Vital signs and side effects are different yet inseparable topics. Doctors rely on both to guide medical decision-making. LPNs play a critical role in healthcare by monitoring vital signs and side effects, both are pieces of clinical puzzles.
What Are the Main Vital Signs?
Vital signs are baseline clinical measurements that reflect a patient’s overall physical health.
The primary vital signs include:
Measured in Fahrenheit (°F) or Celsius (°C), temperature readings indicate how much heat the body is producing. A reflection of metabolism, abnormally high or low readings suggest physical changes that could indicate illness. The average adult temperature is 98.6 °F or 37 °C.
Heart rate, or pulse, is the number of times the heart beats per minute. Healthy readings average 60-100 BPM. LPNs are also trained to notice pulse characteristics, including strength and regularity.
Blood pressure is the force blood exerts against artery walls. Measured as systolic over diastolic pressure, it’s a reflection of cardiac, respiratory, and renal health. Readings in the 120/80 range are the norm.
The respiratory rate is the number of breaths someone takes per minute, healthy adults average 12-16 easy respirations.
Why Do Medical Assistants and LPNs Take Vital Signs?
Taking vital signs is critical for several key reasons:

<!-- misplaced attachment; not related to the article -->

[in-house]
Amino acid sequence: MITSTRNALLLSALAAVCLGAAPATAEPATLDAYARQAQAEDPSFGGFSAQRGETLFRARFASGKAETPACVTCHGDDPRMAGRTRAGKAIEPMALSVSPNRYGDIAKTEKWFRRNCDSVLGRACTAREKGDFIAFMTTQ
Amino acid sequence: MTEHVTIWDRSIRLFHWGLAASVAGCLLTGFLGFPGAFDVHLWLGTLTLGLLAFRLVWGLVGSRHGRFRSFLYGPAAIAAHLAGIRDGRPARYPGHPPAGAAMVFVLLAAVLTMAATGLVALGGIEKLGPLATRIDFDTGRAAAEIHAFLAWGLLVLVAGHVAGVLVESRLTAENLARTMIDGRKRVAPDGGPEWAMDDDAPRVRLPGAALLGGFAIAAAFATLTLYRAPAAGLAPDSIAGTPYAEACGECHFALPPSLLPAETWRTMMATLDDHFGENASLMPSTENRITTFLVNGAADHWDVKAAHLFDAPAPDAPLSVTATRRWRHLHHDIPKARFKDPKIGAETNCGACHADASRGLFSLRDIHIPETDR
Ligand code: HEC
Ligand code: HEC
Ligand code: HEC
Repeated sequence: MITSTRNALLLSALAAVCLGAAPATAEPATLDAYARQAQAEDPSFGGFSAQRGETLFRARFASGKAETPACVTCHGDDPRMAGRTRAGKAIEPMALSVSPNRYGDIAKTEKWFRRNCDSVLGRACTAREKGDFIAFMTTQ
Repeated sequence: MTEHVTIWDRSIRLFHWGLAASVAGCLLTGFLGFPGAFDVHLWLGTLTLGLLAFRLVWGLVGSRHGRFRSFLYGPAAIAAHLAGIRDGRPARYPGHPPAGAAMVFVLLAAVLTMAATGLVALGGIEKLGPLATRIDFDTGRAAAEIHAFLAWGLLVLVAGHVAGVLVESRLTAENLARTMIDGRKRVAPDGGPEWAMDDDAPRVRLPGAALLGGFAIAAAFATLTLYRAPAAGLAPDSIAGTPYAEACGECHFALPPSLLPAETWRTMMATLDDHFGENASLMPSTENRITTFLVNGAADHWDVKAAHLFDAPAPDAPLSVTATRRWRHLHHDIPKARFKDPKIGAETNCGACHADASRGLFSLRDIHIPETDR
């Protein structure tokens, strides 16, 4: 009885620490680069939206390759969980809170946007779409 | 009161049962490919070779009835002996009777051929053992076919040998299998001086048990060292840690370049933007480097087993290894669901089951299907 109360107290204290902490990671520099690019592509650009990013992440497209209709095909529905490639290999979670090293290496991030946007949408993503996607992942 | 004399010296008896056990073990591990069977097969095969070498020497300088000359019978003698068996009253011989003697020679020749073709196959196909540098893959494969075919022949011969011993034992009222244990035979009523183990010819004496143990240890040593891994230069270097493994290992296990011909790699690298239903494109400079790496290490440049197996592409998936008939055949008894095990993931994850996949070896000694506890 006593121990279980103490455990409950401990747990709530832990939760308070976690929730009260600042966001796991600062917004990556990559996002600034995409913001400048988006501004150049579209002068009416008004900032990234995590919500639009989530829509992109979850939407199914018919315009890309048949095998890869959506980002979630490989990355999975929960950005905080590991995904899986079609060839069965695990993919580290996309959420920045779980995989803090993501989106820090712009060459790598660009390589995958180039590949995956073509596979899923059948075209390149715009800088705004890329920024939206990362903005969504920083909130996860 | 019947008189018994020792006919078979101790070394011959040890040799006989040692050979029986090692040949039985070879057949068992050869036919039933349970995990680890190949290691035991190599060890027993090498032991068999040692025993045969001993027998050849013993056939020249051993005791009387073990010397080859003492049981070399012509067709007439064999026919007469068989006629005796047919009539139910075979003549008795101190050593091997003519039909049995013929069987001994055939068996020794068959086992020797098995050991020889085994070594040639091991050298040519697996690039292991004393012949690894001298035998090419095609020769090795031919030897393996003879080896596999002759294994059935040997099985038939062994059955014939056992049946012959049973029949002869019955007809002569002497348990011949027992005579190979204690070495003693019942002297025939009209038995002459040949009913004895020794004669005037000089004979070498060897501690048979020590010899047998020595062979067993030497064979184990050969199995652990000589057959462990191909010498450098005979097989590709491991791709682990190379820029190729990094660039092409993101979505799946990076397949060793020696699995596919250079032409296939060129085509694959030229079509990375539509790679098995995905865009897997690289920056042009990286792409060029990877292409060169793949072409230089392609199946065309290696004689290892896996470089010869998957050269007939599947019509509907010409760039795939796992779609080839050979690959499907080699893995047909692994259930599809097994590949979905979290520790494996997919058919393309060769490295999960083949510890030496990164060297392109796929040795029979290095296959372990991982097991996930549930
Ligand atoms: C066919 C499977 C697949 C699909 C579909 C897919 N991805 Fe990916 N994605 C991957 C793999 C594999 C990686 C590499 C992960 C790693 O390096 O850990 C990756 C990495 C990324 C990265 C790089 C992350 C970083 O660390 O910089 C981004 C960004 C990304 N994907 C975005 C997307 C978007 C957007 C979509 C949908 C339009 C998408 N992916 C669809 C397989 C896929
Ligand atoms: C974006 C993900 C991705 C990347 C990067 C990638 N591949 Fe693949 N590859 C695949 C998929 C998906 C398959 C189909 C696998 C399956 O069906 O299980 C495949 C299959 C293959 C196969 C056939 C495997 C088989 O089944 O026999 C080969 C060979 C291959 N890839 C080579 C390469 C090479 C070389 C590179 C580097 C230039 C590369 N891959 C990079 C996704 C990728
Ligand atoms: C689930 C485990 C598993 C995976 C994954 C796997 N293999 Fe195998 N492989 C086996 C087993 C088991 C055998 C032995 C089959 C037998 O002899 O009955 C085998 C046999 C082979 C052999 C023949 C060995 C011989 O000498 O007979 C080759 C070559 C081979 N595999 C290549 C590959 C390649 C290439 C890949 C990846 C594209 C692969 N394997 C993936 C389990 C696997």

Abnormal vital signs suggest changes in a patient’s health status. Readings point to specific conditions, helping doctors diagnose illness. An elevated temperature, for example, points to an infection.
Normal vital sign readings vary based on factors from age to physical conditioning. Regular measurements can reveal early signs of medical conditions, such as hypertension and heart disease, allowing for earlier intervention.
Monitoring vital signs helps doctors assess the effects of treatments. If hypertension doesn’t respond to a certain drug, for example, the patient may need a higher dose or a different medication.
Medical procedures can cause stress on the body. Anesthesia, for example, suppresses the respiratory rate. Assessing vital signs before surgery reassures doctors that patients are stable enough to tolerate the procedure.
Monitoring vital signs is also crucial for detecting drug side effects. Routine checks ensure that patients are getting the best medications in appropriate dosages.
What Are Side Effects?
Side effects are unintended consequences of medical treatments. Some, such as hair loss after chemotherapy, are expected and manageable. Others, like allergic reactions, may be serious or life-threatening because they affect vital signs.
Common side effects of medications and other treatments include:
Nausea and Vomiting